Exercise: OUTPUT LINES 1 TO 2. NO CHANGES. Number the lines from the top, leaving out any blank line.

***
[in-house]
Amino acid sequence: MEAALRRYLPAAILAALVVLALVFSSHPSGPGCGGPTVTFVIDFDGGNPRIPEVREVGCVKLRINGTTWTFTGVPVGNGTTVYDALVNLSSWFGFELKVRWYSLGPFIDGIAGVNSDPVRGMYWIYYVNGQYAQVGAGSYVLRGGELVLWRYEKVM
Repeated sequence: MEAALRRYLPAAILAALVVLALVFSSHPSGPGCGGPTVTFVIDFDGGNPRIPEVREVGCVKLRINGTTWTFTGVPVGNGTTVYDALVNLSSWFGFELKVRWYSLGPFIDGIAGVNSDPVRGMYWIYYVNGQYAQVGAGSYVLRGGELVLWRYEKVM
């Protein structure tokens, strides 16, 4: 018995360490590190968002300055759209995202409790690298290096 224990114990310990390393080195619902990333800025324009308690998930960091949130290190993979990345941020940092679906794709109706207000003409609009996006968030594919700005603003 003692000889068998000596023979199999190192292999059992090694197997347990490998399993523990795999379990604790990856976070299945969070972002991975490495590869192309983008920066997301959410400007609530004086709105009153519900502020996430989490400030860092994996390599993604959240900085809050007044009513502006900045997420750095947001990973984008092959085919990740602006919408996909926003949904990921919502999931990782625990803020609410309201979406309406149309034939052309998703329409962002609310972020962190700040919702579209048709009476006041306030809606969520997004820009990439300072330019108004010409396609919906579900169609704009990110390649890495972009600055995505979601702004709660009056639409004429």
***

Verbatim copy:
[in-house]
Amino acid sequence: MEAALRRYLPAAILAALVVLALVFSSHPSGPGCGGPTVTFVIDFDGGNPRIPEVREVGCVKLRINGTTWTFTGVPVGNGTTVYDALVNLSSWFGFELKVRWYSLGPFIDGIAGVNSDPVRGMYWIYYVNGQYAQVGAGSYVLRGGELVLWRYEKVM